Fortune - Troy Rule

One of the largest government-assisted property grabs in U.S. history is quietly unfolding above America’s cities and towns. Walmart and other giant corporations eager to launch drone delivery services are using FAA authorizations to snatch up private airspace rights and paying us nothing in return.

It’s only a matter of time until these companies seek federal authority to route low-flying drones directly over your home—even if you object.

Commercial delivery drones fly within a few hundred feet of the ground through space that landowners have historically controlled. Property law is replete with rules that recognize landowners’ rights in this low airspace, from condominium laws to the laws governing overhang easements. The Supreme Court has likewise made clear that landowners are entitled to keep unwanted intrusions out of this space, affirming over 75 years ago property rights in the “immediate reaches” of space directly above parcels and that unwelcome “invasions of it are in the same category as invasions of the surface.”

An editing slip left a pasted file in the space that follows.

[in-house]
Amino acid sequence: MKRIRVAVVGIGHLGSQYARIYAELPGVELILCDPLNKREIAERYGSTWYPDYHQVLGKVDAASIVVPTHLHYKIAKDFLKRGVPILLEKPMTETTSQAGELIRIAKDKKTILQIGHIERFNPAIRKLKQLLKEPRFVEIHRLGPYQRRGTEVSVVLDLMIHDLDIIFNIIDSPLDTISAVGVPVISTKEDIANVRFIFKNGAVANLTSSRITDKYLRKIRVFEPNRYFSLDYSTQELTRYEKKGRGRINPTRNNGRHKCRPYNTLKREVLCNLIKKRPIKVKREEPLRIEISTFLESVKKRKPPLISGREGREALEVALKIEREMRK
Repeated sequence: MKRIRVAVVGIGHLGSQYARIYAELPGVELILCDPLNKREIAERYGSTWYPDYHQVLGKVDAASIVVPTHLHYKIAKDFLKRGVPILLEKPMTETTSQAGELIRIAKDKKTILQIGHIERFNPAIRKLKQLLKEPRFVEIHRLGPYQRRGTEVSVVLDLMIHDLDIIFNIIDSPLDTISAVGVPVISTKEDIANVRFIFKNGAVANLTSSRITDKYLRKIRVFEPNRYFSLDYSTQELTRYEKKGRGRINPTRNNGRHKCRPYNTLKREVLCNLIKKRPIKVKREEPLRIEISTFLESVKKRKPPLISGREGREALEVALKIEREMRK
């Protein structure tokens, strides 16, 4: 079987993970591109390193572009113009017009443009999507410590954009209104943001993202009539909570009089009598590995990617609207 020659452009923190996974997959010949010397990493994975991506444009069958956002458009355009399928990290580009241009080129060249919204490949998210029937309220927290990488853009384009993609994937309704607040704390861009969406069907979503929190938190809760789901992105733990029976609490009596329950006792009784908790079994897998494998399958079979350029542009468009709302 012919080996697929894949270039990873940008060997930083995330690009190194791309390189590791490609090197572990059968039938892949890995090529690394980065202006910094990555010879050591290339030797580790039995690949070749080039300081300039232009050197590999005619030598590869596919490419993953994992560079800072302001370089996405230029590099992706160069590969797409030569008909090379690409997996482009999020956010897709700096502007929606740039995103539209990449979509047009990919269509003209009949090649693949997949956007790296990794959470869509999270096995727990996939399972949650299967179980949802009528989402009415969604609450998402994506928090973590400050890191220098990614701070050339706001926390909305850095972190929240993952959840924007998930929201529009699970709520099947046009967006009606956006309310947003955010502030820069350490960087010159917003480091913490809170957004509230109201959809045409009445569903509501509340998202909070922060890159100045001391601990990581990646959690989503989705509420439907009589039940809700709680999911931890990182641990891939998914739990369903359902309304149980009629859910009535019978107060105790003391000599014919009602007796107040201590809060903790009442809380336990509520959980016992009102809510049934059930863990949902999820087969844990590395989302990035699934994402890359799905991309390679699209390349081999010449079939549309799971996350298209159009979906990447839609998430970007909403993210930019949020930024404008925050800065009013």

The Court reiterated this fact just last year, adding that landowners’ rights to exclude are not an “empty formality… subject to modification at the government’s pleasure.” A recent Michigan case even directly applied this principle to drones, finding that because “[d]rones fly below what is usually considered public or navigable airspace … flying them at legal altitudes over another person’s property without permission or a warrant would reasonably be expected to constitute a trespass.” Most commercial drones are designed to fly within 500 feet of the ground, below the typical navigable airspace line.

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